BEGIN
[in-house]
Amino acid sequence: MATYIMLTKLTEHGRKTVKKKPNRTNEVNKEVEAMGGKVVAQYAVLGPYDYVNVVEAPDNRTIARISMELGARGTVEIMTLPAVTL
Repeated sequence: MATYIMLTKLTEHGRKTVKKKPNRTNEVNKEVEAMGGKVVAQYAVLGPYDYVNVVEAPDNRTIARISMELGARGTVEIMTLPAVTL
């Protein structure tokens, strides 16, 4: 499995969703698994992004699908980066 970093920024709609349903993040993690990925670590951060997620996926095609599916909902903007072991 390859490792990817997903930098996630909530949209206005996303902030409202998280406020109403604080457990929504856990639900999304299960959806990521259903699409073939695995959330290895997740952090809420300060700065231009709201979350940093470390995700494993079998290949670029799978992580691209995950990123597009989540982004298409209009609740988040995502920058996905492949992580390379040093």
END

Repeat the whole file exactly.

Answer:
[in-house]
Amino acid sequence: MATYIMLTKLTEHGRKTVKKKPNRTNEVNKEVEAMGGKVVAQYAVLGPYDYVNVVEAPDNRTIARISMELGARGTVEIMTLPAVTL
Repeated sequence: MATYIMLTKLTEHGRKTVKKKPNRTNEVNKEVEAMGGKVVAQYAVLGPYDYVNVVEAPDNRTIARISMELGARGTVEIMTLPAVTL
């Protein structure tokens, strides 16, 4: 499995969703698994992004699908980066 970093920024709609349903993040993690990925670590951060997620996926095609599916909902903007072991 390859490792990817997903930098996630909530949209206005996303902030409202998280406020109403604080457990929504856990639900999304299960959806990521259903699409073939695995959330290895997740952090809420300060700065231009709201979350940093470390995700494993079998290949670029799978992580691209995950990123597009989540982004298409209009609740988040995502920058996905492949992580390379040093």